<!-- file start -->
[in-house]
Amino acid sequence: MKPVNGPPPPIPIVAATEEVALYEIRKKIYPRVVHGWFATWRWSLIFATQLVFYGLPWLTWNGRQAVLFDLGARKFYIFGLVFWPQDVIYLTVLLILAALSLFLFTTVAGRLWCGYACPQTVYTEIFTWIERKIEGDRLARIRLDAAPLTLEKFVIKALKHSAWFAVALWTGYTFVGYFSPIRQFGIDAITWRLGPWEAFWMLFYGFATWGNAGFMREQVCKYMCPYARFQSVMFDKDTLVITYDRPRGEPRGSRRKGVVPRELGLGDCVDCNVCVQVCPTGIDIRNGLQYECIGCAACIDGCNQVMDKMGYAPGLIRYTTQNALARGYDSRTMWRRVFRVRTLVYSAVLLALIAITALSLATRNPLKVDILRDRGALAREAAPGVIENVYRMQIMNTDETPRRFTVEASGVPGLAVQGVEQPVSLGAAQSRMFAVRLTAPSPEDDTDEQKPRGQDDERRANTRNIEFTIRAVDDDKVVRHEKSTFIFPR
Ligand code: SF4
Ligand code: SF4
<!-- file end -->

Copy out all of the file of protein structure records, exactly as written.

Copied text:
[in-house]
Amino acid sequence: MKPVNGPPPPIPIVAATEEVALYEIRKKIYPRVVHGWFATWRWSLIFATQLVFYGLPWLTWNGRQAVLFDLGARKFYIFGLVFWPQDVIYLTVLLILAALSLFLFTTVAGRLWCGYACPQTVYTEIFTWIERKIEGDRLARIRLDAAPLTLEKFVIKALKHSAWFAVALWTGYTFVGYFSPIRQFGIDAITWRLGPWEAFWMLFYGFATWGNAGFMREQVCKYMCPYARFQSVMFDKDTLVITYDRPRGEPRGSRRKGVVPRELGLGDCVDCNVCVQVCPTGIDIRNGLQYECIGCAACIDGCNQVMDKMGYAPGLIRYTTQNALARGYDSRTMWRRVFRVRTLVYSAVLLALIAITALSLATRNPLKVDILRDRGALAREAAPGVIENVYRMQIMNTDETPRRFTVEASGVPGLAVQGVEQPVSLGAAQSRMFAVRLTAPSPEDDTDEQKPRGQDDERRANTRNIEFTIRAVDDDKVVRHEKSTFIFPR
Ligand code: SF4
Ligand code: SF4